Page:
mrsync transfers whole files from one master machine to many remote machines in a LAN using Unix sockets' multicasting capability. It has congestion control so that it won't jam the network traffic relentlessly. It takes about 4 hours for 140GB to 100 targets on a 1Gbit LAN.
|Operating Systems||Unix POSIX Linux|
No changes have been submitted for this release.
Release Notes: The mechanism for target machines to report back missing pages has been revised. Previously, the missing pages were reported back one page at a time. The missing pages are now reported back in one or a few packets. As a consequence, the overall network traffic is reduced and sync performance is improved visibly.
Release Notes: In addition to fixing some bugs, this release mainly improves the process of changing monitors, and also enhances the handshake during syncing. There is a visible improvement in reliability from daily syncing using 4 mrsync sessions concurrently.
Release Notes: Large file support. Platform independence (between Linux and Unix). Dynamic catching for slow machines. Removal of meta-file-info. mcast IP address and port options. Multiple mrsync sessions may be run simultaneously. Code cleanup. Code fixes for 64-bit architectures. Tested on Debian 64-bit. A fix for some logic flaw that had caused premature machine dropout. Code provision for IPv6 (not tested yet). Minor bugfixes. Checking in multicatcher to see whether the system is ready for writing.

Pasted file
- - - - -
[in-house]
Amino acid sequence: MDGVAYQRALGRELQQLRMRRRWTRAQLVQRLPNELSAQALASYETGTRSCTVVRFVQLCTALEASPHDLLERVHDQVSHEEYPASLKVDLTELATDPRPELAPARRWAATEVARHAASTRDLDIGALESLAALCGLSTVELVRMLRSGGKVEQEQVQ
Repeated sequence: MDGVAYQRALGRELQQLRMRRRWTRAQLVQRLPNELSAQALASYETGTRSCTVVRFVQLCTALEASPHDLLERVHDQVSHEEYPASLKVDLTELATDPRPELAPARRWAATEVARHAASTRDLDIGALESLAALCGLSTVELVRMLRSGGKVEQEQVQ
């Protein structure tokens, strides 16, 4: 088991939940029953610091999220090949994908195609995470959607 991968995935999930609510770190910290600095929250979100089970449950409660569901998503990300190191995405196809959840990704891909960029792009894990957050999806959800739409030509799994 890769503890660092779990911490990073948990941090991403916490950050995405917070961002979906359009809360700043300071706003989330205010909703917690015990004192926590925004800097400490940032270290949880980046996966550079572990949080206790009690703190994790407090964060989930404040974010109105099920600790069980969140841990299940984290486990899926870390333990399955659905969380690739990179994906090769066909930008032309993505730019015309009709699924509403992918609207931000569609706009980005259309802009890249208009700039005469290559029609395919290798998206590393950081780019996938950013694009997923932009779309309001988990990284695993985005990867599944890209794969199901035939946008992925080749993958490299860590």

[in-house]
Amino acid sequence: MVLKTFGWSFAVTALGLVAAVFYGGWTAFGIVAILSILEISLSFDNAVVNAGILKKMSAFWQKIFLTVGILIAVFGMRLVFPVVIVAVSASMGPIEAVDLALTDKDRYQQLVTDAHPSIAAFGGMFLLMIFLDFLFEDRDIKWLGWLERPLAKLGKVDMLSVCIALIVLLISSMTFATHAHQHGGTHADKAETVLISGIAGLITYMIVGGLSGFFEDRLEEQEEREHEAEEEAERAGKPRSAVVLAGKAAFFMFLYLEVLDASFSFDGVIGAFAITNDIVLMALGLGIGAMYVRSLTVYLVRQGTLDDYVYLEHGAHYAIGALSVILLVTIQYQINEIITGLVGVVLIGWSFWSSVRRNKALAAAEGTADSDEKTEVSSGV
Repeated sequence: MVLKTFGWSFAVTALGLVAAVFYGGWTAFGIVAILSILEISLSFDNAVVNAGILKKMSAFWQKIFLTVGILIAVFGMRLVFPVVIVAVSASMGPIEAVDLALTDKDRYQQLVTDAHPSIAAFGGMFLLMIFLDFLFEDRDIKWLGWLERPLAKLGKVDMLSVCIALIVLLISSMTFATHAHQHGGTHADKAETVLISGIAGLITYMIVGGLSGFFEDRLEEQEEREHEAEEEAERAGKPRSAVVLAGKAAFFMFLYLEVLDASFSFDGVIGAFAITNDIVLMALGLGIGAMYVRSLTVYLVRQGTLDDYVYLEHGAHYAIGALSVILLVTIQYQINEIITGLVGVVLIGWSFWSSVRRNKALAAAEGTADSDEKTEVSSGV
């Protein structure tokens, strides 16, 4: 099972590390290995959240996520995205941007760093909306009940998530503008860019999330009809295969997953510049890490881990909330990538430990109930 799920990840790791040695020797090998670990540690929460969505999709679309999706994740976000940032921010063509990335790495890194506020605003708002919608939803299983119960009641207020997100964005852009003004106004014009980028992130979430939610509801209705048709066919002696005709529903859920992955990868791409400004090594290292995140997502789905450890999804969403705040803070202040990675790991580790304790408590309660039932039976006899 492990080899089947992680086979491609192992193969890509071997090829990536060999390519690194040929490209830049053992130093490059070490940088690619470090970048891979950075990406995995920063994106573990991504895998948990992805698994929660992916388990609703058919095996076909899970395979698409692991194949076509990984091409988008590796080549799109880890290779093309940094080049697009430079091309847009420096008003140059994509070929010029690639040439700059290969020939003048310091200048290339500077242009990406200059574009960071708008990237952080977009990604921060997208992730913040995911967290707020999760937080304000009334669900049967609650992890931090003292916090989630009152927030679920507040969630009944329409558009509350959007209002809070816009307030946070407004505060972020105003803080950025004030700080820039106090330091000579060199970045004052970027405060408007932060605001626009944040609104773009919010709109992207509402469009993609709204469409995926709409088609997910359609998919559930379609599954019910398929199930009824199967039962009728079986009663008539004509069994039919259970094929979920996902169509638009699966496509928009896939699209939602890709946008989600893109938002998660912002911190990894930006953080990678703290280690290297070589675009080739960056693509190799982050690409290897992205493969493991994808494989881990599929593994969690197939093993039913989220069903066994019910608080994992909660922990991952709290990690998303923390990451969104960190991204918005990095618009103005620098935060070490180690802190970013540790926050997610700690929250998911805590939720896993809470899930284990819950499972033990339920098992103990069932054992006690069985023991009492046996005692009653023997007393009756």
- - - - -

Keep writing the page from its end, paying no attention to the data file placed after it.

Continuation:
Release Notes: Congestion control has been implemented so that mrsync is more net-traffic-friendly. There is evidence that this actually improves the performance. A Python script is used as the glue to put everything together, i.e. mrsync.c becomes mrsync.py. Other changes collected over the years through interactions with users include an MCAST_ADDRESS option, a verbose control option, and replacing memory mapped file I/O with the usual seek() and write() sequence.